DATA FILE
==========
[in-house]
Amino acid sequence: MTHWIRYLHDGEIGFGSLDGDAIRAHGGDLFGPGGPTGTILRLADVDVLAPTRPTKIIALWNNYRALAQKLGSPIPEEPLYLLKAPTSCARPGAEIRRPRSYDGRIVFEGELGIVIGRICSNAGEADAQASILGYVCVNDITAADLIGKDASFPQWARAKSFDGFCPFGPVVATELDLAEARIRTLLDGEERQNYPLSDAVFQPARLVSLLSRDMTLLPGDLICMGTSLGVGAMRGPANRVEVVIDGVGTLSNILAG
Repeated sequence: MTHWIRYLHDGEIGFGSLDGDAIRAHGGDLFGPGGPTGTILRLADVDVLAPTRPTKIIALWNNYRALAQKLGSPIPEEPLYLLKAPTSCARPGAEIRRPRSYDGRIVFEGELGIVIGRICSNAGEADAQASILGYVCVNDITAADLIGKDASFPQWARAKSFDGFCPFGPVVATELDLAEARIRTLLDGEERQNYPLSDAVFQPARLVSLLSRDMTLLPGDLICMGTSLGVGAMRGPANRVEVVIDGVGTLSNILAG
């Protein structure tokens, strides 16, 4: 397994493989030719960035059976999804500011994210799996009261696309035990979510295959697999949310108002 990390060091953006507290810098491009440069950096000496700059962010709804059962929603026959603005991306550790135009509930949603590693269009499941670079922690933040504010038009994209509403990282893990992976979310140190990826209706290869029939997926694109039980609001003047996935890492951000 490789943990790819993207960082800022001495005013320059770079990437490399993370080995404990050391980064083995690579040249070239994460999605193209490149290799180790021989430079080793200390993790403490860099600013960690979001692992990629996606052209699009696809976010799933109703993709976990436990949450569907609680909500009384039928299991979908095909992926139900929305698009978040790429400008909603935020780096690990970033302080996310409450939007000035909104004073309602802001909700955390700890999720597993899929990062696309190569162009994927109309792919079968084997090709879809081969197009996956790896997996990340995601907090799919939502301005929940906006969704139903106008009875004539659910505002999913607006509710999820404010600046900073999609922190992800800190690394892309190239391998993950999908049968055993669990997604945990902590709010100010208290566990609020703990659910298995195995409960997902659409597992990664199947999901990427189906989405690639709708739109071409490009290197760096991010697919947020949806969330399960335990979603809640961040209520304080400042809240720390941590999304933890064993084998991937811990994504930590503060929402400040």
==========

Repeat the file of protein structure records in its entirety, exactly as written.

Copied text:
[in-house]
Amino acid sequence: MTHWIRYLHDGEIGFGSLDGDAIRAHGGDLFGPGGPTGTILRLADVDVLAPTRPTKIIALWNNYRALAQKLGSPIPEEPLYLLKAPTSCARPGAEIRRPRSYDGRIVFEGELGIVIGRICSNAGEADAQASILGYVCVNDITAADLIGKDASFPQWARAKSFDGFCPFGPVVATELDLAEARIRTLLDGEERQNYPLSDAVFQPARLVSLLSRDMTLLPGDLICMGTSLGVGAMRGPANRVEVVIDGVGTLSNILAG
Repeated sequence: MTHWIRYLHDGEIGFGSLDGDAIRAHGGDLFGPGGPTGTILRLADVDVLAPTRPTKIIALWNNYRALAQKLGSPIPEEPLYLLKAPTSCARPGAEIRRPRSYDGRIVFEGELGIVIGRICSNAGEADAQASILGYVCVNDITAADLIGKDASFPQWARAKSFDGFCPFGPVVATELDLAEARIRTLLDGEERQNYPLSDAVFQPARLVSLLSRDMTLLPGDLICMGTSLGVGAMRGPANRVEVVIDGVGTLSNILAG
């Protein structure tokens, strides 16, 4: 397994493989030719960035059976999804500011994210799996009261696309035990979510295959697999949310108002 990390060091953006507290810098491009440069950096000496700059962010709804059962929603026959603005991306550790135009509930949603590693269009499941670079922690933040504010038009994209509403990282893990992976979310140190990826209706290869029939997926694109039980609001003047996935890492951000 490789943990790819993207960082800022001495005013320059770079990437490399993370080995404990050391980064083995690579040249070239994460999605193209490149290799180790021989430079080793200390993790403490860099600013960690979001692992990629996606052209699009696809976010799933109703993709976990436990949450569907609680909500009384039928299991979908095909992926139900929305698009978040790429400008909603935020780096690990970033302080996310409450939007000035909104004073309602802001909700955390700890999720597993899929990062696309190569162009994927109309792919079968084997090709879809081969197009996956790896997996990340995601907090799919939502301005929940906006969704139903106008009875004539659910505002999913607006509710999820404010600046900073999609922190992800800190690394892309190239391998993950999908049968055993669990997604945990902590709010100010208290566990609020703990659910298995195995409960997902659409597992990664199947999901990427189906989405690639709708739109071409490009290197760096991010697919947020949806969330399960335990979603809640961040209520304080400042809240720390941590999304933890064993084998991937811990994504930590503060929402400040």